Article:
A congressional candidate recently offered some news that might make a child never want to grow up.
"A child born in America today will inherit $1.5 million in (federal) debt the moment they're placed in their mother's arms," John McCallum, a St. Simons Island resident who is running as a Republican for Congress, said in one campaign ad. "For children like mine, it’s not the American Dream. It’s the American nightmare."
A PolitiFact Georgia reader asked us to dive deep into this costly claim and see whether McCallum’s numbers are on target.
McCallum is running for the congressional seat currently held by Jack Kingston, a Republican from Savannah. Kingston is running for the U.S. Senate. McCallum once worked as a congressional aide for Newt Gingrich. McCallum was the GOP’s nominee for secretary of state in 1998 but lost that campaign to Cathy Cox.
At first glance, McCallum’s figures seem way off. The U.S. Debt Clock, for example, says the debt per citizen is currently around $55,000. The current debt per taxpayer is slightly more than $150,000.
So how did McCallum come up with this extremely higher estimate? A campaign official pointed us to the U.S. Senate Republican Committee on the Budget as the source of his claim. The committee’s website allows you to enter your birth date and it immediately computes your lifetime share of the national debt.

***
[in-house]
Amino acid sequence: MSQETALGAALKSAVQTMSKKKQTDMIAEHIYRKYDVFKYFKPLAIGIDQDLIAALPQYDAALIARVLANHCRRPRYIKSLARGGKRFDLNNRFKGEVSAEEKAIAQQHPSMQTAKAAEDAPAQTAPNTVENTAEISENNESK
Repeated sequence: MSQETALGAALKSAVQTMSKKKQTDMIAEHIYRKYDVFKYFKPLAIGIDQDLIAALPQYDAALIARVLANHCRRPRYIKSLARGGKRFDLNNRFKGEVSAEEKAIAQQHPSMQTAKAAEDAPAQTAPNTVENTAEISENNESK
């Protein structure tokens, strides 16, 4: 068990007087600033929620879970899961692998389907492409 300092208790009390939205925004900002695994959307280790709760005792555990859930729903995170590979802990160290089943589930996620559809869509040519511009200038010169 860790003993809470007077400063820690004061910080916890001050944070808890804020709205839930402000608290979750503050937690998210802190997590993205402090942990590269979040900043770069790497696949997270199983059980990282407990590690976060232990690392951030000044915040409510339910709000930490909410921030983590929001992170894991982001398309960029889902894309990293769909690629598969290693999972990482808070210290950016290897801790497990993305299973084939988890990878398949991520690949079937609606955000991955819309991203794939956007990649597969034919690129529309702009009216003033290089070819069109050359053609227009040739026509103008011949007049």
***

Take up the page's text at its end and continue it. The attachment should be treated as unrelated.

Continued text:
For someone born on St. Patrick’s Day this year, the answer doesn’t seem lucky: $1,532,026.
An official in the committee’s office sent us some information explaining how the estimate is calculated. A child born in 2014 is projected to have a life expectancy of 80. The committee used a population estimate of 598,933,000 for the United States in 80 years. Some estimates we’ve seen show estimates as high as 625 million by 2095.
The total gross debt 80 years from now is assumed to be $917.58 trillion, for a lifetime share of debt at $1.532 million, if you use the committee’s population estimate. We checked how much the average debt would be if the U.S. population rose to 625 million by 2095. Our calculation was $1.47 million.
McCallum’s estimate is based on a few assumptions. First, a child born today will live to 80. Second, the U.S. debt projection may change in 80 years, for better or worse. Third, the U.S. population may change in 80 years. It also assumes that Washington will not enact any legislation to meaningfully reduce the debt.
Right now, there seems to be no viable legislative solution in sight.
To sum up, McCallum said a child born today will inherit $1.5 million in federal debt. That’s about 10 times what the current debt is per taxpayer.
McCallum’s claim is based on educated estimates of future projections that may change.
With that caveat, we rate McCallum’s statement Mostly True.